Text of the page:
Can’t Sleep? Try Some ‘Pink Noise’ Tonight

March 25, 2014 Updated: March 25, 2014

Most of us associate good, deep sleep with a silent bedroom.

And yet, millions of people toss and turn in bed every night, despite switching off the light and turning off the noise. It is estimated that in America alone, about 70 million people suffer from chronic sleep problems.

Research shows that you could invite deep sleep by introducing more sound into your sleeping environment. During one study, conducted at China’s Peking University, scientists found that a whopping 75% of respondents reported deeper sleep when exposed to a particular kind of sound (compared to no sound): pink noise.

Pink noise is a steady, unbroken sound. This could be the pitter-patter of raindrops, the gentle blowing of the wind, or even the sound of a humidifier.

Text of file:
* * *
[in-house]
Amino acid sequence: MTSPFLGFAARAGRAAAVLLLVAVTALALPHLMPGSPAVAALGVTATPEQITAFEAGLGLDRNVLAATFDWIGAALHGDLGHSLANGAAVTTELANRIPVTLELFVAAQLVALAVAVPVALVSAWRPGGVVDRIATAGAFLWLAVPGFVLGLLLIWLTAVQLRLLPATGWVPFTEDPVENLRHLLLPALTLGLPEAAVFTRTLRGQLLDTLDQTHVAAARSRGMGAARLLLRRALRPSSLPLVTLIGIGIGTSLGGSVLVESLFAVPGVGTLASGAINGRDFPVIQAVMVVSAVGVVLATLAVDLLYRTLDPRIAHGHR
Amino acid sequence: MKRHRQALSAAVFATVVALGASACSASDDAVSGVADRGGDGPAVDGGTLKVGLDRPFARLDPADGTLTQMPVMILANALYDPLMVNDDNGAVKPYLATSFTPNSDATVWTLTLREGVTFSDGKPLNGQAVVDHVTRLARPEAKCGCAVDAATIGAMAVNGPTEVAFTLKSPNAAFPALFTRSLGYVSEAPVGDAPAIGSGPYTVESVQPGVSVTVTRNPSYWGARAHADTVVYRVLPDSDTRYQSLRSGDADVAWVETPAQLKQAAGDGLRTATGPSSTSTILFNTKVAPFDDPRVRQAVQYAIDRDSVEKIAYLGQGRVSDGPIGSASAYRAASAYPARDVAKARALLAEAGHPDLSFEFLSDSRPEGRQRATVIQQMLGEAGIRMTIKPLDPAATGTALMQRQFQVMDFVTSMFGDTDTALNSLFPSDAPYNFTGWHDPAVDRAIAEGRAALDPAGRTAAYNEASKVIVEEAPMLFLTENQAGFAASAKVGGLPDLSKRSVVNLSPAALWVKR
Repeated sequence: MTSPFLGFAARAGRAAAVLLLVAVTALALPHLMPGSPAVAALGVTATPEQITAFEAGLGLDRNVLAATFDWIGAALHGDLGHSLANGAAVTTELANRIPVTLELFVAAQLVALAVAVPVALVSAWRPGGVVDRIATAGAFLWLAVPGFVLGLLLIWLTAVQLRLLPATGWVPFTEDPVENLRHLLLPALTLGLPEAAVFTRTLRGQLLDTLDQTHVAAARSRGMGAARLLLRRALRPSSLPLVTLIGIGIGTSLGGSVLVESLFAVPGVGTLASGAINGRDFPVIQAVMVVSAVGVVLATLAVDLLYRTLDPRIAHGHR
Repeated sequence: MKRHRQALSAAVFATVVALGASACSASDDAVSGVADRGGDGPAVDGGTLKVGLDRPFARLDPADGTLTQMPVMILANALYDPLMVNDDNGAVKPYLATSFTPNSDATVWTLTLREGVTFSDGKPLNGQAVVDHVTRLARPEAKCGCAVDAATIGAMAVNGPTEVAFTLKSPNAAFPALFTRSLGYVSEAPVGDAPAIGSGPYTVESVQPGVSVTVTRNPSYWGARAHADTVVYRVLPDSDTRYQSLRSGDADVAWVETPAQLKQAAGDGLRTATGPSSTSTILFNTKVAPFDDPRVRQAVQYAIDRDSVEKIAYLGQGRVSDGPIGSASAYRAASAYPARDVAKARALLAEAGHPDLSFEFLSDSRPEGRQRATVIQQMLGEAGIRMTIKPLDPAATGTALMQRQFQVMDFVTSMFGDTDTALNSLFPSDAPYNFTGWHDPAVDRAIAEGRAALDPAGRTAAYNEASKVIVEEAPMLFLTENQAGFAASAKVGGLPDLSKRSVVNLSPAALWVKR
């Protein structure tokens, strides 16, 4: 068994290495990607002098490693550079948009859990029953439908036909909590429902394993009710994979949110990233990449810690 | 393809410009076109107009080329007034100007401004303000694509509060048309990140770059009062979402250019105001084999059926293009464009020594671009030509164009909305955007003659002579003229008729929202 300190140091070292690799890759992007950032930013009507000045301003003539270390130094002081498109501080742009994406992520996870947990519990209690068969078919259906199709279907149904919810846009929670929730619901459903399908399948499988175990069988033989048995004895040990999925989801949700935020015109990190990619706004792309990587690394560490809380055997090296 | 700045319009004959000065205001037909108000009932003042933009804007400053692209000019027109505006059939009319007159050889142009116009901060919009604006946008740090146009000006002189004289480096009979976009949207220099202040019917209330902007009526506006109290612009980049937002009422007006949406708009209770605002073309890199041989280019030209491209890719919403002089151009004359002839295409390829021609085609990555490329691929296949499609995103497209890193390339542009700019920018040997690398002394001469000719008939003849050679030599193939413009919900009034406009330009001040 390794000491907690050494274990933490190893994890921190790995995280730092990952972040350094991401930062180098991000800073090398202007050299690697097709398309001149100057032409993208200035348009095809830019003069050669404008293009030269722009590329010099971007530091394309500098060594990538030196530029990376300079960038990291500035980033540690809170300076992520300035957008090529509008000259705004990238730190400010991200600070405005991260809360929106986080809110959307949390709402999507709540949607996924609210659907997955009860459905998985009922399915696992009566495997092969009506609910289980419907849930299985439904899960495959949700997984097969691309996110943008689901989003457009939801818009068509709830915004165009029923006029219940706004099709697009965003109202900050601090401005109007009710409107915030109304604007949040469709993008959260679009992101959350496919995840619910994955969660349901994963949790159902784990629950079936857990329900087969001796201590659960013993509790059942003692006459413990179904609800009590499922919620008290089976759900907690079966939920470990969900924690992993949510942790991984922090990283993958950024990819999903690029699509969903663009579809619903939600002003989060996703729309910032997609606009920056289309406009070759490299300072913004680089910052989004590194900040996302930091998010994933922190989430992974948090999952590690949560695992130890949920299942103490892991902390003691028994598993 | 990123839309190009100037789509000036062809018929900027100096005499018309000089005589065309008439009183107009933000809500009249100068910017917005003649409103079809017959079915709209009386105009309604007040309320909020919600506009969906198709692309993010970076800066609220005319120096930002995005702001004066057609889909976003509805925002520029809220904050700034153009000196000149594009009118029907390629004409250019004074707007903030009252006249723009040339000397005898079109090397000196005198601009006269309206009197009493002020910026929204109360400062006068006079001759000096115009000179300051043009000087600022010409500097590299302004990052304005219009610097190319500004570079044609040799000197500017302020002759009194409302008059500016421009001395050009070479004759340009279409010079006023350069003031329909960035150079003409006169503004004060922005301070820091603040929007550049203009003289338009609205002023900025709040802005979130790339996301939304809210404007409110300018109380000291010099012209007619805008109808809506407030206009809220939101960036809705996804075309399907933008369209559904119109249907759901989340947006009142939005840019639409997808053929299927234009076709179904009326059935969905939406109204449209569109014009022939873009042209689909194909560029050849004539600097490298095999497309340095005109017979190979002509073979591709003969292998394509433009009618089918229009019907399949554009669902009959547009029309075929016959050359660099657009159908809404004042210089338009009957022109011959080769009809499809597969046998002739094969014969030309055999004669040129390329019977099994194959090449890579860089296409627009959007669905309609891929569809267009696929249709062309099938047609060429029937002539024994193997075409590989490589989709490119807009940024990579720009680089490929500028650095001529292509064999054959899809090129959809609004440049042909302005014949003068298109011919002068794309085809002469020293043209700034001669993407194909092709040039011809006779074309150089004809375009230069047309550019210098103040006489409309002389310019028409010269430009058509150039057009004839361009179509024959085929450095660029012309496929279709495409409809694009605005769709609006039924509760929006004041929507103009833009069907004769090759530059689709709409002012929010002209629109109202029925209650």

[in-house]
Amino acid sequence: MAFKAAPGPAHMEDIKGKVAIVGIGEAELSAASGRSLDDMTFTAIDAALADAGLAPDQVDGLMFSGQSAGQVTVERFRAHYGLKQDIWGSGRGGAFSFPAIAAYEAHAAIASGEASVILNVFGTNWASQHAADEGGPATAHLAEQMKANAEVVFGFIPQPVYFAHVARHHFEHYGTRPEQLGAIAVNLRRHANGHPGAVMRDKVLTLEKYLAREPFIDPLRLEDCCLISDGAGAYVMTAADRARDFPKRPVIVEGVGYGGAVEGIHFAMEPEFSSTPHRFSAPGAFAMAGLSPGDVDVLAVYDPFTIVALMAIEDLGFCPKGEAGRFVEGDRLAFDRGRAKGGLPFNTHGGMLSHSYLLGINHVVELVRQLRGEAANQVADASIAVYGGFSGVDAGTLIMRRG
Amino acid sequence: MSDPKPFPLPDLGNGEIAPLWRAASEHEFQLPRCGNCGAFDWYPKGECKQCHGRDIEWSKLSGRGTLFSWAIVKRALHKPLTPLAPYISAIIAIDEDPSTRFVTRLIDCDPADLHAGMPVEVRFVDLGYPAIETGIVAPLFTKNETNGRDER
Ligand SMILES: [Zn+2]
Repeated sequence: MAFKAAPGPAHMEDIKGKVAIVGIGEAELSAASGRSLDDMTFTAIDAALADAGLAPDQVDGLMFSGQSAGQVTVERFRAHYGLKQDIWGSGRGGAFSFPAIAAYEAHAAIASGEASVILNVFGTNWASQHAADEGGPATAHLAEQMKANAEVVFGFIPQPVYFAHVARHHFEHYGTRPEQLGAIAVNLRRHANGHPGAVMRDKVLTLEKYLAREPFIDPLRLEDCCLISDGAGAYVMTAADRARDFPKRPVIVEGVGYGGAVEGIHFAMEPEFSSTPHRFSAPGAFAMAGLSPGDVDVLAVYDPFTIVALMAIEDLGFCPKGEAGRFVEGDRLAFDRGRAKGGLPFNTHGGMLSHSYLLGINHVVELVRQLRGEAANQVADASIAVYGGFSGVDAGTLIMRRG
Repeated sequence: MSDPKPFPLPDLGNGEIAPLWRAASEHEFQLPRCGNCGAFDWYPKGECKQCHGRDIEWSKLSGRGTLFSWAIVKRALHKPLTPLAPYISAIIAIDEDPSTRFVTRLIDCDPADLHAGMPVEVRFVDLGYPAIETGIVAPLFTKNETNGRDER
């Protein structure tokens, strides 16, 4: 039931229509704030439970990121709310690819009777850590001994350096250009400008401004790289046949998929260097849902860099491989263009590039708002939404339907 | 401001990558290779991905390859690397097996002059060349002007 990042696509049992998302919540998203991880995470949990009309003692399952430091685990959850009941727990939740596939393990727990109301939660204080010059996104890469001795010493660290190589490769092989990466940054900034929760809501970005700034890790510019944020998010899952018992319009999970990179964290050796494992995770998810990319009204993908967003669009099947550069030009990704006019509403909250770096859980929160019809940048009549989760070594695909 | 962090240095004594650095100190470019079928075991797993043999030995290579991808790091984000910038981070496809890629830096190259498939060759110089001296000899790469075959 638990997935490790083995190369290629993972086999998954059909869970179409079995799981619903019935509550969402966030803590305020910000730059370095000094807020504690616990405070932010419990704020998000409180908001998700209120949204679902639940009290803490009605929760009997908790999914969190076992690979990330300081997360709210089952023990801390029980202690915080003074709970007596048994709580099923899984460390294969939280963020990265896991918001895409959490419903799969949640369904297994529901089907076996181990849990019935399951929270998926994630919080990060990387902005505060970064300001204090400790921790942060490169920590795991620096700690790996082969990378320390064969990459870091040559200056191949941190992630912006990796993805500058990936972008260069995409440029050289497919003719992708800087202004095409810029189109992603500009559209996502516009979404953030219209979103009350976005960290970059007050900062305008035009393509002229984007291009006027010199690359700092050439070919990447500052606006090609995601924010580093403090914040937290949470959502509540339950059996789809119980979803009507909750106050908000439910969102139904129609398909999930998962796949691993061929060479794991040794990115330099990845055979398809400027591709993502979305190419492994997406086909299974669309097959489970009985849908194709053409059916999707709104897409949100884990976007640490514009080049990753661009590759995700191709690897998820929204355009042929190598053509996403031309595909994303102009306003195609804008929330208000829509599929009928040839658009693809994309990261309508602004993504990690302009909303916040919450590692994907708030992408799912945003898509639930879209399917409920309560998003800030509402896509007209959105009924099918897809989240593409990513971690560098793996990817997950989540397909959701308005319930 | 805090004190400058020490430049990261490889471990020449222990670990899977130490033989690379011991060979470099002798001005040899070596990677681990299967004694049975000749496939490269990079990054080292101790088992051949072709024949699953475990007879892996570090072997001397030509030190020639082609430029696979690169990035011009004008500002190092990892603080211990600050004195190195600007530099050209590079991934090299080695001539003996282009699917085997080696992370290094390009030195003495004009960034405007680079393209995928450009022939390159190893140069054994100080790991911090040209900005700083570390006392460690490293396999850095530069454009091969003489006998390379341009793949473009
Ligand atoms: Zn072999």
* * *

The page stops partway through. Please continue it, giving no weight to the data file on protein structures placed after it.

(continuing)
Why does more sound make us sleep better? A steady stream of noise helps block out sudden changes in sound. As Colin Lecher explains in Popular Science, “When a noise wakes you up in the night, it’s not the noise itself that wakes you up, per se, but the sudden change or inconsistencies in noise that jar you.”

How is pink noise different than the more well-known white noise? Pink noise is essentially white noise turned down in intensity, which makes it softer on the ear. (For a more technical explanation, you can read this article.) If pink noise doesn’t cut it for you, experiment with white noise or other types of sound.

Modern technology makes it easy to introduce these gentle sounds into the bedroom–at the touch of a button, you can download an App that recreates the sounds of nature, lulling you into sweet sleep.


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